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Across Coveted Lands by Arnold Henry Savage Landor

With unusually long and supple fingers

Jewish girls when very young are nice-looking without being beautiful, very supple and pensive, and with expressive eyes. They lack the unsteady, insincere countenance of the men, and have reposeful, placid faces, with occasional good features. There is a good deal of character in their firmly closed lips, the upper lip being slightly heavy but well-shaped. The inside of the mouth is adorned with most regular, firm, and beautiful teeth. Curiously enough, the typical Jewish nose--so characteristic in men--is seldom markedly noticeable in women. I have even seen Jewish girls with turned-up noses. Their arms are beautifully modelled, and the hands as a whole extremely graceful, with unusually long and supple fingers, but with badly-shaped nails of an unwholesome colour.

Jewesses in Persia are not kept in seclusion and go about with uncovered faces, which exposes them to constant and unpleasant insult from the Mahommedans. They dress differently from Persian women, with a long skirt of either black, blue, or coloured cotton. The head is framed in a white kerchief, leaving exposed the jet black hair parted in the middle and covering the temples. Over that is worn a long cloak, either black or white, almost identical with the Persian "chudder."

Jewesses are said to be most affectionate and devoted to their husbands and their families. They are extremely amenable to reason--except in cases of jealousy, which is one of the leading characteristics of the race in general and of Jewish women in particular. They are hard-working, intelligent, thrifty. They take life seriously: are endowed with no sense of humour to speak of--it would be difficult to have any under their circumstances--and whether owing to severe anaemia, caused by wretched and insufficient food, or to some external influence, are often affected by melancholia.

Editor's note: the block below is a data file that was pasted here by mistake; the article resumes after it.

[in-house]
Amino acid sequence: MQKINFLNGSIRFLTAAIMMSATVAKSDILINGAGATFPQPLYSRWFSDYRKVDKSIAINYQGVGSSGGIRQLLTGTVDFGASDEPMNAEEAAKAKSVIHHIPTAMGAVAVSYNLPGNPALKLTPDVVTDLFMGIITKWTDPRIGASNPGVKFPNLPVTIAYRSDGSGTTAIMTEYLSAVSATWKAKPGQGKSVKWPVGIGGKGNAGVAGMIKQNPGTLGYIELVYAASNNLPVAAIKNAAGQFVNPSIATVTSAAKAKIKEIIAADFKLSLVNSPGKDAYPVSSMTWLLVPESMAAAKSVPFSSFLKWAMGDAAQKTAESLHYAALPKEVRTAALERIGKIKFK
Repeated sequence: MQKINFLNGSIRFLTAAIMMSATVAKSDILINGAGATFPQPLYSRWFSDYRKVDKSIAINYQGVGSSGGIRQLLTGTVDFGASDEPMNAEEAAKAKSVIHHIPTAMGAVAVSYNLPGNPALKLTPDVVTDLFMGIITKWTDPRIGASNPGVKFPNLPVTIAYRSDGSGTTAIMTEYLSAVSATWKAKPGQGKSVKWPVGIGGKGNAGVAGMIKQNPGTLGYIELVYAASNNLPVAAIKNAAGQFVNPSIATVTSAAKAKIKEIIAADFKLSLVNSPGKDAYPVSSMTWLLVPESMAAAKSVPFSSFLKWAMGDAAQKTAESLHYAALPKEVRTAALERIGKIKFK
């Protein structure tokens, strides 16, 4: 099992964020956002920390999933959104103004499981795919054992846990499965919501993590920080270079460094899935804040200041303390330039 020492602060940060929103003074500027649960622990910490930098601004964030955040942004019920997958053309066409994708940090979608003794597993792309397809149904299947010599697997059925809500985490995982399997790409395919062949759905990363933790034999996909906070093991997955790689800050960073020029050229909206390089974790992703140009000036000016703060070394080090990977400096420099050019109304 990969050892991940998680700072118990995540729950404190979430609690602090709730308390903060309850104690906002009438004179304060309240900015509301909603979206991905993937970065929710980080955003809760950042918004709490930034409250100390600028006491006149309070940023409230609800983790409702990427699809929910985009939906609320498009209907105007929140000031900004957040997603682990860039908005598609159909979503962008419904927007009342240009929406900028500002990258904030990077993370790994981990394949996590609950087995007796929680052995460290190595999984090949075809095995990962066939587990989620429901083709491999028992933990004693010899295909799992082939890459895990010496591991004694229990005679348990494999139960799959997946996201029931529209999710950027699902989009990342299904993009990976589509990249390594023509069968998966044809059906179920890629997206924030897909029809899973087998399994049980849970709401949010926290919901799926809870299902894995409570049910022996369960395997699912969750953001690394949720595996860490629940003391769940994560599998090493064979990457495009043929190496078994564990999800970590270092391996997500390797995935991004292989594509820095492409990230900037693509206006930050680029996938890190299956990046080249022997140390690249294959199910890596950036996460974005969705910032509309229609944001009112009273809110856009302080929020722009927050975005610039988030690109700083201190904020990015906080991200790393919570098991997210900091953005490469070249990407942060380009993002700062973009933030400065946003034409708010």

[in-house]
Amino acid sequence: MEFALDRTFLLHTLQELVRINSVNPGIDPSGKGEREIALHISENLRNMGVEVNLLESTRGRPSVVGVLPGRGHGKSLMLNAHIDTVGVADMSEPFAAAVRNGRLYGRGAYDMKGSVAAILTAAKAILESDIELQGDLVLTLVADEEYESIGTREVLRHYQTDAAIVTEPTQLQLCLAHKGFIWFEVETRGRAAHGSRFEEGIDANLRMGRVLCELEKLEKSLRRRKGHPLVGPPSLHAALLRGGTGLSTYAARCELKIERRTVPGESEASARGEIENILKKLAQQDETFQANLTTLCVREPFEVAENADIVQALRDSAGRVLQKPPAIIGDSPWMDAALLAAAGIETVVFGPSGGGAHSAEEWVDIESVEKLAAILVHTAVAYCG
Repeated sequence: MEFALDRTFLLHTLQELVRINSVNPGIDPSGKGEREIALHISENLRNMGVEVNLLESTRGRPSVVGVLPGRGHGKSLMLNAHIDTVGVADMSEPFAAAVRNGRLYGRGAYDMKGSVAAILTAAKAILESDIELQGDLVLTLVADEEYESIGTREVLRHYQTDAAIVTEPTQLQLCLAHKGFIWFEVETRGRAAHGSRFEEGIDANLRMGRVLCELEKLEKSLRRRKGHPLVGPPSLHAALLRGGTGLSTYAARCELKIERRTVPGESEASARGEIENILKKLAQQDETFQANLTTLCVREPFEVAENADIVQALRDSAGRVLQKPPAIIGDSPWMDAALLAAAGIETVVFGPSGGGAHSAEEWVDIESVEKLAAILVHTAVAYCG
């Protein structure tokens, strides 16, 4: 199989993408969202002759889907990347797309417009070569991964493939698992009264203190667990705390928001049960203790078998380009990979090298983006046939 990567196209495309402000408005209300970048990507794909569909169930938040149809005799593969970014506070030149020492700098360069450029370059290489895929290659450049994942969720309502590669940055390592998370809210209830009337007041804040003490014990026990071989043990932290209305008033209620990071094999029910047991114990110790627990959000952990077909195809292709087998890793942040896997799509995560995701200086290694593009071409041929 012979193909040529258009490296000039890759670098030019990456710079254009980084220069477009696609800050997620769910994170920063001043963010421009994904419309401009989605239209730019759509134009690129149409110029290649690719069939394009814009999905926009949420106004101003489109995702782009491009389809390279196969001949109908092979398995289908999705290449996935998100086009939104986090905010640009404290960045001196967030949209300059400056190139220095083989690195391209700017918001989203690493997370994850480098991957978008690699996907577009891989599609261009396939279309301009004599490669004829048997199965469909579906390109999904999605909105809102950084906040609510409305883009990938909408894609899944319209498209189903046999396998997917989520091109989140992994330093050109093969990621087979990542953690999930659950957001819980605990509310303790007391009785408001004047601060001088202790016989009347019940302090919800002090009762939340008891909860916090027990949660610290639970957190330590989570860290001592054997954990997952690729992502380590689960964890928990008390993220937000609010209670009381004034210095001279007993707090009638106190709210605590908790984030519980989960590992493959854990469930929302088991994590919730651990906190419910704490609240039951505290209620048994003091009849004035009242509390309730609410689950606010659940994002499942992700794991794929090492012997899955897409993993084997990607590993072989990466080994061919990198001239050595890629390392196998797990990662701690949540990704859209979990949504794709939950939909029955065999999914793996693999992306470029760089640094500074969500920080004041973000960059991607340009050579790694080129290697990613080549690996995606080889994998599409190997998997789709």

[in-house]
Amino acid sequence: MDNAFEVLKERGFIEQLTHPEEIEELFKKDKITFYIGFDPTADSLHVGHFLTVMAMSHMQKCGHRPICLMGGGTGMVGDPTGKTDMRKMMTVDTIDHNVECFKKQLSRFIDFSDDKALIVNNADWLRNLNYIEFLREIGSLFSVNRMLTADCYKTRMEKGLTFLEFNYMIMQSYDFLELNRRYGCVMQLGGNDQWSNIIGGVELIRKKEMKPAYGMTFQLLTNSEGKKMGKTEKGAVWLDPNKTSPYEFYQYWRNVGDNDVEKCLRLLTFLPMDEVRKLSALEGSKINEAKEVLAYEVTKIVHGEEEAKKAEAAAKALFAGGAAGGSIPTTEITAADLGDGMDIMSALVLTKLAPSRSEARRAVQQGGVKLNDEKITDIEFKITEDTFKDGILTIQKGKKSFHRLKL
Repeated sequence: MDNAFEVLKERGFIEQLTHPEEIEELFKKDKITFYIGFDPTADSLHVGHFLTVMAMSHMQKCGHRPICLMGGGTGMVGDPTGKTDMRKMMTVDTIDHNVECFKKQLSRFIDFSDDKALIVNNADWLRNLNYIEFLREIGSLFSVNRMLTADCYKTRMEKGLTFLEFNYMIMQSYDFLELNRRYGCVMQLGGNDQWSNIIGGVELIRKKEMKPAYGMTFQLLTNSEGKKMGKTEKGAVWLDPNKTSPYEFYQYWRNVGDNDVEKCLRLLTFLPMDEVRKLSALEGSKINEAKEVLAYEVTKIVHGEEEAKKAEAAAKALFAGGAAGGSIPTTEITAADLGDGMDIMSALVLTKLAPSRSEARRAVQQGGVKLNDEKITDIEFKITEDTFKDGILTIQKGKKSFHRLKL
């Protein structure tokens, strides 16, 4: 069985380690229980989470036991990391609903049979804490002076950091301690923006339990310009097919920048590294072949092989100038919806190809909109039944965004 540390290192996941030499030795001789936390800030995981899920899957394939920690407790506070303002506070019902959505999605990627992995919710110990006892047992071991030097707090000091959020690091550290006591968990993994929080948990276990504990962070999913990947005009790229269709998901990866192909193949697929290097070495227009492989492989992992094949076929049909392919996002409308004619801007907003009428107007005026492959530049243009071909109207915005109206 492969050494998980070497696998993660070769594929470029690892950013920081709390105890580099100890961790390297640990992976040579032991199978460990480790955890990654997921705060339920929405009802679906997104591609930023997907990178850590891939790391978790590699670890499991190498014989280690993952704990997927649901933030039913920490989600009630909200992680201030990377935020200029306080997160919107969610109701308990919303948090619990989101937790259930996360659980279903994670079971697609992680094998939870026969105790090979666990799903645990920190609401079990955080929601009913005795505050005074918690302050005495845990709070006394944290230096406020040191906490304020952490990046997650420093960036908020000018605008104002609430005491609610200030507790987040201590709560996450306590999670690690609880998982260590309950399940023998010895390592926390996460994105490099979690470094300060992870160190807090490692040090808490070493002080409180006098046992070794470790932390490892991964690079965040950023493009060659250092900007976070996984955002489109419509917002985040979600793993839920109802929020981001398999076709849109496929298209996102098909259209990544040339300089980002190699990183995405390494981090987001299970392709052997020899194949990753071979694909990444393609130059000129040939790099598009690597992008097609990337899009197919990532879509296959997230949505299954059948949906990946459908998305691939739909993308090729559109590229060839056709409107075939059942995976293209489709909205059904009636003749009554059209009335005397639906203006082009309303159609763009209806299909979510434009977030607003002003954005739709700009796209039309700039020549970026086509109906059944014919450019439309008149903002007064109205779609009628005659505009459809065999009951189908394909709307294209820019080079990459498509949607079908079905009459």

Soft and shy in manner and speech, under normal circumstances, pale and silent, the Jewish woman is not unattractive.

One of the few occupations open to Jewesses is the practice of midwifery.

Hunted as the Jews are by everybody in the streets, and in the bazaar, insulted, spat upon, the women often compelled to prostitution, it is to be marvelled that any honesty at all is left in them.

The higher Persian schools and colleges do not admit Jews as students, nor is education permitted to them even in the lower Persian schools. Therefore, the welcome work of Mr. Garland is much needed and appreciated. A special quarter is reserved in which the Jews must live, huddled together, the majority of them in abject poverty. Until of late no peace was given them. Their customs were interfered with in every way by vagabond Persians, and the little money they made by industrious habits was extorted from them by officials or by the enterprising Persian to whom the Jewish community was farmed out.

The Jews of a city are taxed a certain sum, usually beyond what they can afford to pay. Some speculator undertakes to pay the amount for them to the local Governor and receives authority to compensate himself from the Jewish community as best he can, either by making them work, or trade, or by selling their clothes or depriving them of the few articles of furniture they may possess.

Until quite lately, at public festivities the meek and resigned Jews were driven before an insulting mob who held them in derision, and exposed them to most abject treatment; some of their number ending by being pitched into the water-tank which adorns the courtyard or garden of most residences. Little by little, however, with the spread of civilisation, Jews have been spared the torture of these baths.

The Jew is looked upon as unclean and untrustworthy by the Persian, who refuses to use him as a soldier, but who gladly employs him to do all sorts of dirty jobs which Persian pride would not allow him to do himself. His social level therefore stands even lower than that of the Shotri of India, the outcast who does not stop at the basest occupations.

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